The SEC censured and fined an investment adviser for paying solicitors without complying with the solicitation rule (206(4)-3).  The adviser had networking relationships with over 300 banks whereby the adviser paid the banks a substantial portion of the advisory fees received from clients referred to the adviser.  The SEC asserts that the adviser did not comply with the solicitation rule, which requires separate disclosure about the solicitation relationship, the specific terms, and the compensation received.  The adviser erroneously relied on a 1991 no-action letter, which stated that a bank need not register as investment adviser.  The no-action letter did not hold that bank solicitors were exempt from the solicitation rule.

We had predicted that the SEC would bring cases alleging violations of the solicitation rule.  The rule is intended to fully disclose the potential conflict of interest when a trusted adviser refers the client to an adviser that has provided a financial incentive.   A solicitor need not be registered as an adviser under state or federal law to come within the rule.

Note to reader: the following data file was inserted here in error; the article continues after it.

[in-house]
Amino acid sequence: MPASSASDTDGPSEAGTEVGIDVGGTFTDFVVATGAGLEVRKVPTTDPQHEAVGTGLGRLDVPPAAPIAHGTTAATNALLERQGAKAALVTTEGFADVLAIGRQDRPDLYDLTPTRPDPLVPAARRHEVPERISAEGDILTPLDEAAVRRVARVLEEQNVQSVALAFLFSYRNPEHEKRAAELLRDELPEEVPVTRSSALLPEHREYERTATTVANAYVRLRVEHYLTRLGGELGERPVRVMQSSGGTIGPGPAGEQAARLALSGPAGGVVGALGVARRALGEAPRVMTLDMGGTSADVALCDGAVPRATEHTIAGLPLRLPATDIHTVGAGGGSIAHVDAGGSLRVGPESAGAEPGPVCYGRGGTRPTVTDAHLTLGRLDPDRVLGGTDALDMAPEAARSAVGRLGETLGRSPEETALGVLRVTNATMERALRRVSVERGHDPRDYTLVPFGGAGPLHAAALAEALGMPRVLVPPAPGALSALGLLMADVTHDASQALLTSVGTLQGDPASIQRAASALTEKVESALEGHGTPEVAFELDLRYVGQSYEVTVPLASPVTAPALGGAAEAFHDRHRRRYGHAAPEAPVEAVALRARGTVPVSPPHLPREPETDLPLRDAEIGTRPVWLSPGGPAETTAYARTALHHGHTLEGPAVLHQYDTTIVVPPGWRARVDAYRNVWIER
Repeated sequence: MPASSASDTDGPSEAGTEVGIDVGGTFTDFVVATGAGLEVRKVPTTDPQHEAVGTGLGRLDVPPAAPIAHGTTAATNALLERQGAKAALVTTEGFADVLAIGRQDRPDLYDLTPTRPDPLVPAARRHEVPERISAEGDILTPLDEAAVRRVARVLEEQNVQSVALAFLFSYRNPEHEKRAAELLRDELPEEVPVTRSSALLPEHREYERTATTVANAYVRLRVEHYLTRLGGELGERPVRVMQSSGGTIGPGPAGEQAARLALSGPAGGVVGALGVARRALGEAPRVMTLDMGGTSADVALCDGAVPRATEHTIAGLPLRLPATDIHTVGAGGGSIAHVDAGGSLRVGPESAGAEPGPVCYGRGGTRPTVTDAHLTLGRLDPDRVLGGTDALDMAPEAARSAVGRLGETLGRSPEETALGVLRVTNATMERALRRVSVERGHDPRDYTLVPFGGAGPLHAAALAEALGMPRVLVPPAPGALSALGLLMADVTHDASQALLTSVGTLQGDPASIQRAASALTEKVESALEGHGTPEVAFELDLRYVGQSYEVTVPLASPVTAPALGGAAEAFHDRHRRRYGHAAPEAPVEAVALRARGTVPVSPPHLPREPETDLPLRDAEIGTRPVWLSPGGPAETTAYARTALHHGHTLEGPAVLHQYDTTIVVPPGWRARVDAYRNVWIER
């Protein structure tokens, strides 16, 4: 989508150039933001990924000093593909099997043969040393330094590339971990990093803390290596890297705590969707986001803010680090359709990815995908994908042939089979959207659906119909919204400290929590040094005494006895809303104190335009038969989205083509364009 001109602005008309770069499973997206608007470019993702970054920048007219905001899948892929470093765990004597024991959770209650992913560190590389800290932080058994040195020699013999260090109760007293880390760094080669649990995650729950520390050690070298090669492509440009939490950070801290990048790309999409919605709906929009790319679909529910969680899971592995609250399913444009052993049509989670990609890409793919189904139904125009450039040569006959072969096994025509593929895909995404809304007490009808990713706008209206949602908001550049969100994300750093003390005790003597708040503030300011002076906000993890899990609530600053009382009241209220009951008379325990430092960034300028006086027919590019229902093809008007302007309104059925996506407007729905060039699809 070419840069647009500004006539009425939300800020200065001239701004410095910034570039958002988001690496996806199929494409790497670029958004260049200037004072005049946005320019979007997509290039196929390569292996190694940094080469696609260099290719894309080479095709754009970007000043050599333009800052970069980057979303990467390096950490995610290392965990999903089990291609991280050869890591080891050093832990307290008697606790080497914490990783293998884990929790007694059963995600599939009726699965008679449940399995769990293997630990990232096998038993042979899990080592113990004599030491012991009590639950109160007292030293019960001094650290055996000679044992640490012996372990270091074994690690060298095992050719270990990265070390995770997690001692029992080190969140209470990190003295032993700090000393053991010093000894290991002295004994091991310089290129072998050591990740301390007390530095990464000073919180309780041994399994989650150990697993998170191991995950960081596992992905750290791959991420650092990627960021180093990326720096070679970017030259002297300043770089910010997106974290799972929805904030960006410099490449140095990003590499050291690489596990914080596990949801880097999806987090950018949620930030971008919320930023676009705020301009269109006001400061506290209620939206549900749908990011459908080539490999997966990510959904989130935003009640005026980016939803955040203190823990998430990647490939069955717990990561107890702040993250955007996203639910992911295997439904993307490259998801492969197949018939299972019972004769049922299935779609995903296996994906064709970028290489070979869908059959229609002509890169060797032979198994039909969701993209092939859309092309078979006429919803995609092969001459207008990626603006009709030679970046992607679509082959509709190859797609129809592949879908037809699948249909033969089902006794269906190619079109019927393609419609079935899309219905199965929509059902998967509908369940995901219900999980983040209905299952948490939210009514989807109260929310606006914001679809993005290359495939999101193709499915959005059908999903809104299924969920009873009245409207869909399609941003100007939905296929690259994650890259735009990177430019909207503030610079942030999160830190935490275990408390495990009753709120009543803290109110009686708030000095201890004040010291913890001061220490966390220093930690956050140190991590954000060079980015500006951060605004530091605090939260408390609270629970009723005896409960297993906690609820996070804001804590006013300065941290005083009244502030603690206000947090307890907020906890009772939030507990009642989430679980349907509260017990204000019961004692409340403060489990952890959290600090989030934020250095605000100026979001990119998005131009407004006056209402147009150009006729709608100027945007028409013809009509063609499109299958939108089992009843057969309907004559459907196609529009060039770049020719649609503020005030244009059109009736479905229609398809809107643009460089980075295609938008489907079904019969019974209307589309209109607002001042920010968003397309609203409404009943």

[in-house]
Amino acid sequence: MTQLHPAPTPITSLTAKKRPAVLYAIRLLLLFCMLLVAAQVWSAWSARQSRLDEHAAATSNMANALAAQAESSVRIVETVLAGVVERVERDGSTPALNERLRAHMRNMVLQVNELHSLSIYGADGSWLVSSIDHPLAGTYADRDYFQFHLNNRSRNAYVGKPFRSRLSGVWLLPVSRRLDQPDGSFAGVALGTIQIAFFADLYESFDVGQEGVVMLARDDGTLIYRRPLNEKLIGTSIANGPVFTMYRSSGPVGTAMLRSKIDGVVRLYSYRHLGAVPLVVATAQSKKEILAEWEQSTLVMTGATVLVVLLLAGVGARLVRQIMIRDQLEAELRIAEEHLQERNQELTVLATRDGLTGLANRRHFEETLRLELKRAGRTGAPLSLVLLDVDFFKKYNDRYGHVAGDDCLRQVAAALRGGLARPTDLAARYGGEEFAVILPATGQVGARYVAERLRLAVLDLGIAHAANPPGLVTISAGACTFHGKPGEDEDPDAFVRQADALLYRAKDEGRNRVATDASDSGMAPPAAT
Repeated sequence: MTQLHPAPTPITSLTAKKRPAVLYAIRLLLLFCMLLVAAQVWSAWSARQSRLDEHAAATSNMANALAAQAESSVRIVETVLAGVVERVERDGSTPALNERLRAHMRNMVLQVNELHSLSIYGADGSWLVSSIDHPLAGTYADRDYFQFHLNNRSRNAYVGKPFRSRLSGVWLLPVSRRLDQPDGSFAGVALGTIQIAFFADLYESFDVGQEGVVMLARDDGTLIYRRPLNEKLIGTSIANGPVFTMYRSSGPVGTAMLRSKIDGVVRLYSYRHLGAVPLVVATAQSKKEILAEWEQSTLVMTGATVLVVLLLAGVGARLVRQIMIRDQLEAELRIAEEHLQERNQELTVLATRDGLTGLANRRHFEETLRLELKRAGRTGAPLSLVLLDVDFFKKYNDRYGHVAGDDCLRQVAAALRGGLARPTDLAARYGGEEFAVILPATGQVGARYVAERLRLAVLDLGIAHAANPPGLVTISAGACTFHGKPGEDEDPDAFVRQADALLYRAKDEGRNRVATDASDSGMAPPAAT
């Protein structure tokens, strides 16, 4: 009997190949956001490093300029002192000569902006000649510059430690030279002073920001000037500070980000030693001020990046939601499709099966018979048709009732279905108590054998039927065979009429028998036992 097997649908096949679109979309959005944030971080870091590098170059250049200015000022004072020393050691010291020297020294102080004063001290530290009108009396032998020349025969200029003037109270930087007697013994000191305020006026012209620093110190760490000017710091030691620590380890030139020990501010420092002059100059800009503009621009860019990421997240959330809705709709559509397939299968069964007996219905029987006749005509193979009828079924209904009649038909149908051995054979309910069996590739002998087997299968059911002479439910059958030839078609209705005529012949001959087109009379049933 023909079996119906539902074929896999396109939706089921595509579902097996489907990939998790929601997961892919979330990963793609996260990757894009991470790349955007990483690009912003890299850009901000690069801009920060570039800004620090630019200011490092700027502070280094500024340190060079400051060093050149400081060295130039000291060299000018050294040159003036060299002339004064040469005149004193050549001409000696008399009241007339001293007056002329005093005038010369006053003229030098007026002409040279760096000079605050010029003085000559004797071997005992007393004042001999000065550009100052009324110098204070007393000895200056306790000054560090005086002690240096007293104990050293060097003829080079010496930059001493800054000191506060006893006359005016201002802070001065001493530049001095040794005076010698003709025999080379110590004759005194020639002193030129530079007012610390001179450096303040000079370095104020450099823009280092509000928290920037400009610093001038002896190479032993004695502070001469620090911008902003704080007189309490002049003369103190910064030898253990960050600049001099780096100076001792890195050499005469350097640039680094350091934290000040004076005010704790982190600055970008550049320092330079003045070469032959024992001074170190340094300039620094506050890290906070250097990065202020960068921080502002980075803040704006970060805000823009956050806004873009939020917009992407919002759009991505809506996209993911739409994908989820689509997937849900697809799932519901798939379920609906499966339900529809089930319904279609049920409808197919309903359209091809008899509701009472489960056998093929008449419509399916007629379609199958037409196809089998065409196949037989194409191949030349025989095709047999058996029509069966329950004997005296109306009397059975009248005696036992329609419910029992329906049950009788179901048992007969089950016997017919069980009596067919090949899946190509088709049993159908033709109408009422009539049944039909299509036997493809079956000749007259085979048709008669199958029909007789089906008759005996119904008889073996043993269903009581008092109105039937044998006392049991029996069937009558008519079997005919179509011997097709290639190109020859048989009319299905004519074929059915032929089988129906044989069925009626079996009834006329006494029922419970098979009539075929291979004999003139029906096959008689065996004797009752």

SEC Faults Adviser Platform for Failing to Promote Funds that Did Not Share Revenue

The SEC has sued a large RIA platform for failing to fully disclose that it had a material conflict of interest because it received revenue sharing from certain funds.  The SEC alleges that the defendant received ongoing revenue sharing through its clearing firm on certain funds and share classes.  Although the firm disclosed that it received revenue sharing and might have a conflict, it did not fully disclose that it actually received millions of dollars in revenue sharing and that lower cost funds and share classes were often available.  The SEC asserts that the firm should have described the incentive it received to select funds and classes that benefited the firm to the detriment of its clients.

The SEC breaks new ground in this complaint by suggesting that the firm should have invested client assets in other funds (including funds sponsored by an affiliate of the clearing broker) that did not offer revenue sharing.  Most prior revenue sharing cases have focused on the use of higher fee share classes of the same fund.  This line of argument raises a concern that the SEC is implicitly advocating for the lowest cost fund regardless of investment mandate or performance.  For example, would an adviser violate its fiduciary duty, absent revenue sharing, if it recommended a higher cost fund for reasons other than total expense ratio? 

Trailer Fees Required Adviser to Register as Broker-Dealer